Runner’s Knee: Arriving Right On Time
Although they’re not acknowledged in the mainstream media, when it comes to running injuries, there are a couple of constants that ring true.
Before I cover those constants, I’d like to cover the half-truths that come out of what I call first layer knowledge.
More specifically, the half-truths that the experts go to on a regular basis.
To be clear, I’m not blaming you or anyone else for believing these stories. Because in theory, they all sound good. And that is more than likely why they’ve been repeated for so long. But just because they continue to be repeated doesn’t make them any more true.
It’s also important to consider the old saying, “Out with the old, in with the new”. Because there’s science to show that our brains tend to gravitate towards whatever the *new* thing is. Which makes me think of all the experts that come out of their first weekend-long certification and tell everybody and their uncle that they have adhesions.
A few years ago, I remember reading through an article where an expert had come up with a new stretch for a person who was struggling with plantar fasciitis. Which sounds really good. But then again, second layer knowledge allows us to see that the “new” stretch isn’t any better than the old stretch.
Once you’ve determined that the expert’s recommendation doesn’t in some way, shape or form resemble a band-aid or something you could read in a magazine or even a linear path that resembles a one-size-fits-all model; a very simple way to sort through all of the things that the experts recommend is to ask yourself this question: If I’m beginning with the end in mind right now, is this technique, and/or thought process throwing me farther in the direction of being fragile (read: weaker)?
And then follow that question up with, Or am I moving in a direction that is going to allow me to be anti-fragile (read: stronger)?
In order to get an accurate answer to either question, you first have to have a way of measuring for an outcome. And in doing this, it’s extremely helpful to measure the right metrics.
And then ask yourself, Do the results transfer to a place where my muscles are capable of tolerating more force on a day-to-day basis?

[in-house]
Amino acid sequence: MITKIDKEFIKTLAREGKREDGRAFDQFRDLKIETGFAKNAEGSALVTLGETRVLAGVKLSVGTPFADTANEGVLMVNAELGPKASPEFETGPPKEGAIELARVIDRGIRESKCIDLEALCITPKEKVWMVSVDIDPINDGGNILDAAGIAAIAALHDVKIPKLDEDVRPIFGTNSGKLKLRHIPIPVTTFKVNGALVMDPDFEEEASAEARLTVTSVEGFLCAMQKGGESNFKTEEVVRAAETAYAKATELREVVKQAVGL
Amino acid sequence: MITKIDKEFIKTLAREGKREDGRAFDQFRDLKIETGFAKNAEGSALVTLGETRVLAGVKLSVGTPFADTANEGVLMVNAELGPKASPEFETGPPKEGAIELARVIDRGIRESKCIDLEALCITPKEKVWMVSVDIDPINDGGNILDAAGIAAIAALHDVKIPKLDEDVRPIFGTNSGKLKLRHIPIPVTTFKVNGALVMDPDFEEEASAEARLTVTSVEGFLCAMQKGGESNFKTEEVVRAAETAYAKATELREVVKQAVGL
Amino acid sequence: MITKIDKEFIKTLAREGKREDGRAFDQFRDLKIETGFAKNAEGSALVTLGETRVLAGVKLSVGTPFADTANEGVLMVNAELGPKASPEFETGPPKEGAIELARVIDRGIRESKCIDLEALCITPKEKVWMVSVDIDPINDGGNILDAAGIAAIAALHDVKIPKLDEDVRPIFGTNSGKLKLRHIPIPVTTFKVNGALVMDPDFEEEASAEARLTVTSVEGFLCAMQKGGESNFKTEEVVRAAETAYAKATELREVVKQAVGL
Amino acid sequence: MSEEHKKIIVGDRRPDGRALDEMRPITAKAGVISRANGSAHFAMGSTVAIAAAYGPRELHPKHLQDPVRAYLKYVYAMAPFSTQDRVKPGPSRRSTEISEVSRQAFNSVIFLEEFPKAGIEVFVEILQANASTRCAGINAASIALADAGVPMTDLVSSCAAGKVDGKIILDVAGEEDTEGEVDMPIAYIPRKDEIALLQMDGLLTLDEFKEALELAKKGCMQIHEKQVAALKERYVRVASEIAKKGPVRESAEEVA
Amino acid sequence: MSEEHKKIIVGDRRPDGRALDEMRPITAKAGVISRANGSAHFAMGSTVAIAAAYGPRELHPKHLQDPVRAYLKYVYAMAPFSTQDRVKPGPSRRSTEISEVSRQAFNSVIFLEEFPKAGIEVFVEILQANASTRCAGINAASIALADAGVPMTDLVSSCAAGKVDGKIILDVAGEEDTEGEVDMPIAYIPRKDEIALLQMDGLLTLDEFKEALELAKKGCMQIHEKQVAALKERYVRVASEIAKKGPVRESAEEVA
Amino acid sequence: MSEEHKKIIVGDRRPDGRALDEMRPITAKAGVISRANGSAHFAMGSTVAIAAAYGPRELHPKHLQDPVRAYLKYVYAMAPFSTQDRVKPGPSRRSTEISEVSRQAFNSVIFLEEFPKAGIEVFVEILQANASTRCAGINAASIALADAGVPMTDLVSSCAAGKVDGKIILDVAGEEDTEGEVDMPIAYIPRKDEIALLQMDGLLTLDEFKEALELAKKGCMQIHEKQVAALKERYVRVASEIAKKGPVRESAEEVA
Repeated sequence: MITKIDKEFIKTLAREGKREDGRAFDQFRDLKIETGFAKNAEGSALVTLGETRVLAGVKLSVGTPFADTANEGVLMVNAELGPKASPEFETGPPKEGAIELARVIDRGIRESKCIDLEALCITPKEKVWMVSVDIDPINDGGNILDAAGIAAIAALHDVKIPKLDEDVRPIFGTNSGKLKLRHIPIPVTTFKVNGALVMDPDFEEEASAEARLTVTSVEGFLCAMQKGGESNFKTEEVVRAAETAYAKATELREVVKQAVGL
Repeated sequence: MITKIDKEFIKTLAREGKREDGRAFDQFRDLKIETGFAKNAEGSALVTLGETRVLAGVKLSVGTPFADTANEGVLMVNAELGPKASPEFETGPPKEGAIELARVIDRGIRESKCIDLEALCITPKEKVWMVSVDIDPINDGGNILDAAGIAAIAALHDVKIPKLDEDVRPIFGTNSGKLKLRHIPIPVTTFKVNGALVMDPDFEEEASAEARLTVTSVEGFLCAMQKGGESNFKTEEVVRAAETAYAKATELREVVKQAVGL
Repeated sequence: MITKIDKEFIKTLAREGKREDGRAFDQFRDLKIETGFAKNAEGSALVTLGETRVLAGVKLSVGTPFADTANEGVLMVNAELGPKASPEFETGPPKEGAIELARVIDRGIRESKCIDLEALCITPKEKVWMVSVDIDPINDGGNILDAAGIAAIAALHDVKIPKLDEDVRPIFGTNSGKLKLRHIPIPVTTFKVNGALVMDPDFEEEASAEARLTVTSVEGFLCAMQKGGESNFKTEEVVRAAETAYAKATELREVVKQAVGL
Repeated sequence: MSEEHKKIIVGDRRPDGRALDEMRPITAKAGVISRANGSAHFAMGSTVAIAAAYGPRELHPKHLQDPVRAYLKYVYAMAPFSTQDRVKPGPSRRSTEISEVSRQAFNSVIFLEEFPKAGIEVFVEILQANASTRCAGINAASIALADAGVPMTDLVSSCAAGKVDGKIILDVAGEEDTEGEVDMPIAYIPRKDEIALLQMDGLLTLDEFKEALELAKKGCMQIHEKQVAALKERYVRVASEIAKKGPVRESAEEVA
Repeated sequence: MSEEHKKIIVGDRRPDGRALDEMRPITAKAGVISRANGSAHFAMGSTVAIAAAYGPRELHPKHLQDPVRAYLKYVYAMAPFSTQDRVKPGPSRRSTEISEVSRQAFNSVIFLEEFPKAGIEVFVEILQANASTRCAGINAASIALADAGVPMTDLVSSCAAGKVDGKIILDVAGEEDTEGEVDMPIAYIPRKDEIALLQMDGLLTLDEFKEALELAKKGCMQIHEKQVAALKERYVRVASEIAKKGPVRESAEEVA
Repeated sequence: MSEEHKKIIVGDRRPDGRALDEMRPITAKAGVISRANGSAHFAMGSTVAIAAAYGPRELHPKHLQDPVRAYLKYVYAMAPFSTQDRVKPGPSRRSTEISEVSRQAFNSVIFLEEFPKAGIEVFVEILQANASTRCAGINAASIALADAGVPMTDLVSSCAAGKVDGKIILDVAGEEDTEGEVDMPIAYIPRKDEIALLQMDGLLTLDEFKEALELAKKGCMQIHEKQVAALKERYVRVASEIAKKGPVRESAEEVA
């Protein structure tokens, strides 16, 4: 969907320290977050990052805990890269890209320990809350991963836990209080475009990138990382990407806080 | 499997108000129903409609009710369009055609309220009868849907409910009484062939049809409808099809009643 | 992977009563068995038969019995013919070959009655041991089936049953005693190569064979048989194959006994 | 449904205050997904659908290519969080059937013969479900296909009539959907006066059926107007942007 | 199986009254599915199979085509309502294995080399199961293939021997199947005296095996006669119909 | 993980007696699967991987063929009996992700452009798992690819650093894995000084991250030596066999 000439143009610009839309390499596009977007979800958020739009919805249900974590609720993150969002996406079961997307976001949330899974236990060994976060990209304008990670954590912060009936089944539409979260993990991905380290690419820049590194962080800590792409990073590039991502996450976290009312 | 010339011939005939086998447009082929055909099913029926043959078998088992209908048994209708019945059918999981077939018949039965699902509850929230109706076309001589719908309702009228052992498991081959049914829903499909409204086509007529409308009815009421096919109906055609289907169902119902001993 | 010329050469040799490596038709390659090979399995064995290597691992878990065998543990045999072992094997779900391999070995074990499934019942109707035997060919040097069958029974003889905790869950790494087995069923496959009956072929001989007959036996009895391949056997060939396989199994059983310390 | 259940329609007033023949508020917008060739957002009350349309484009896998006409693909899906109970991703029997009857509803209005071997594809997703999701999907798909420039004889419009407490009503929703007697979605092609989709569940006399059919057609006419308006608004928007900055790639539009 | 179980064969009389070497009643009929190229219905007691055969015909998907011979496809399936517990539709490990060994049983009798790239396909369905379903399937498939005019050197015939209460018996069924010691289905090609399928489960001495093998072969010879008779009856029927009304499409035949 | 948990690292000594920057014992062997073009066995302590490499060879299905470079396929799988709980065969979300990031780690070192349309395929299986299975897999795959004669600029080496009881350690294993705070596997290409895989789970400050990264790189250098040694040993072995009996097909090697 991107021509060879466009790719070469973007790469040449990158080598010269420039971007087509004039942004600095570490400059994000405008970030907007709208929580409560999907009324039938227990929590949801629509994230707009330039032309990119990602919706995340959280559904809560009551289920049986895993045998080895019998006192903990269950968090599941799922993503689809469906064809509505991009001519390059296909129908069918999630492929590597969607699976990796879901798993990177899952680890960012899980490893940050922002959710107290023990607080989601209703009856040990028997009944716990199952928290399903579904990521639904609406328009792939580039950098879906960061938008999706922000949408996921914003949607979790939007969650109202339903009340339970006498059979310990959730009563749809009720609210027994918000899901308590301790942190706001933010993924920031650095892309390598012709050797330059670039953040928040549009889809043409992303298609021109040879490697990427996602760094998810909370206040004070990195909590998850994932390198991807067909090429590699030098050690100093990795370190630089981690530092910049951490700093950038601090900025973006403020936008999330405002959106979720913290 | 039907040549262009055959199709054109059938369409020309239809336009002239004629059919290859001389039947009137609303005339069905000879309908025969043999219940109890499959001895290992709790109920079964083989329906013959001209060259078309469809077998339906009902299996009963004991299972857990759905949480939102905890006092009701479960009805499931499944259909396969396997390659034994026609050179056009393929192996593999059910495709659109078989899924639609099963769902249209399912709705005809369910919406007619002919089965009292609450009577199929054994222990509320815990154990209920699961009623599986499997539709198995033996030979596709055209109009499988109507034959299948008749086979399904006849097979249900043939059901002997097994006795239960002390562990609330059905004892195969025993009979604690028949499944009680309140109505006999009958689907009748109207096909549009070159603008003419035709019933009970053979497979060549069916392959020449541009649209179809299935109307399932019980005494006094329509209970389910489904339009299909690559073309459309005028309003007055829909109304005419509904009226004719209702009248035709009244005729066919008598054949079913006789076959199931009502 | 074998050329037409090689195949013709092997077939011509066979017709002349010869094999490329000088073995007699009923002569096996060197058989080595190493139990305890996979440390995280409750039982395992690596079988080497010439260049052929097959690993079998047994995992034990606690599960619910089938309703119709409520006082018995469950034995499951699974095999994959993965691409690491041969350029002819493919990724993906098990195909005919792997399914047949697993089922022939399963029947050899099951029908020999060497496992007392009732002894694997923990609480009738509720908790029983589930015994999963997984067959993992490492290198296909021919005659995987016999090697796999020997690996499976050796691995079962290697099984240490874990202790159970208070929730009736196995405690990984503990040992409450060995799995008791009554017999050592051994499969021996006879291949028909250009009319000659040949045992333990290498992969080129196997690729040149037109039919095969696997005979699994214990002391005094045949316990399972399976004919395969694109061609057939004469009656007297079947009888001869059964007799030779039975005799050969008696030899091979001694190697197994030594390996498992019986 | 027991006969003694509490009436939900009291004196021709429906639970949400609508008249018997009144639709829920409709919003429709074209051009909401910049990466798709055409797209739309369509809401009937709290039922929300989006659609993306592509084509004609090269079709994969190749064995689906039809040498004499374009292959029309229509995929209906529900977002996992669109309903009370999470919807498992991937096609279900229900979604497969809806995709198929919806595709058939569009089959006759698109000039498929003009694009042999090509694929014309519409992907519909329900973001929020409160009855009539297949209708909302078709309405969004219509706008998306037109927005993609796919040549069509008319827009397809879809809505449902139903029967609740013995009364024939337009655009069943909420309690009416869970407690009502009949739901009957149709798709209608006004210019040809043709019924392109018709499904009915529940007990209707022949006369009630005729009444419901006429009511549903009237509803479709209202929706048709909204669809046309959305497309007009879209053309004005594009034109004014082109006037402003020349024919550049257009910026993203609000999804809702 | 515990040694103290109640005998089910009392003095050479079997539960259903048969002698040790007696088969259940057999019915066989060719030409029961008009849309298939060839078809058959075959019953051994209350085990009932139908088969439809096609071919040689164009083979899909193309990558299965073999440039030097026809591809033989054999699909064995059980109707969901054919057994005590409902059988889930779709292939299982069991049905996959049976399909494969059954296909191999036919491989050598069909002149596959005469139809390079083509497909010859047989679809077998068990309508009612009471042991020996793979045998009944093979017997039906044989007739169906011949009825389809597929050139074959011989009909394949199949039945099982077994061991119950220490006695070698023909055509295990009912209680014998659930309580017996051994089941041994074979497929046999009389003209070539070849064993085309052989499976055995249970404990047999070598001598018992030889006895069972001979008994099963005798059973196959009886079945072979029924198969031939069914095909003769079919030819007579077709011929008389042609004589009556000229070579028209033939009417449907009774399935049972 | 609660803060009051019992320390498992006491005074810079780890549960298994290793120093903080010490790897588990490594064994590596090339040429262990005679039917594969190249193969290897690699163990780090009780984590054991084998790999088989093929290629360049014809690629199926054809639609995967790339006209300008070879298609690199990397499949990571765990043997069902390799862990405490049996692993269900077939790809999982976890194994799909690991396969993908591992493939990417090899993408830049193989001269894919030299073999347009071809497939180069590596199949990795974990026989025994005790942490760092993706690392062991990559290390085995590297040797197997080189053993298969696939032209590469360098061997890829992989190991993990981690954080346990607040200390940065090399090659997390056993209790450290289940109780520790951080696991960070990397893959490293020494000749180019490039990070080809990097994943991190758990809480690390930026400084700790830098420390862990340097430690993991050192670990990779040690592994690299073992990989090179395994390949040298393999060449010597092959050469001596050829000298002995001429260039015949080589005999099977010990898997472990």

After coming out of rehab, it’s possible that you no longer have pain.
So the question is, are you performing better than you were before the pain and/or injury?
[Sidebar: Just the other day, I noticed a young lady who had a few strips of fluorescent green kinesiology tape strategically placed around her right kneecap (or patella).
She was wearing those strips of tape like they were a badge of honor.
Are those colorful pieces of tape doing anything that an old-school neoprene brace with a hole cut out for the kneecap isn’t capable of doing?
Answer: I think we could agree that the flashy tape provides less support than the old-school brace does. And because of its elastic qualities, it’s also going to allow for more range of motion at her knee joint.
But if she doesn’t have an optimal range of motion throughout her ankle, second layer knowledge tells us that there’s going to be less range of motion at her knee with or without that brightly colored tape.
Note: According to all of the research that I’ve seen on the value of kinesiology tape, it’s more of a placebo than anything else.
If she didn’t buy the story on the supposed therapeutic benefits herself, the expert who stuck it there did. Ouch.]
I don’t have a crystal ball right in front of me. Nor have I gone for a walk in your shoes. But even still, when it comes to dealing with something as complex as runner’s knee (a.k.a., patellofemoral pain syndrome), I’ve been working with the musculoskeletal system long enough to know that an expert has told you at least one of these half-truths that come straight out of first layer knowledge: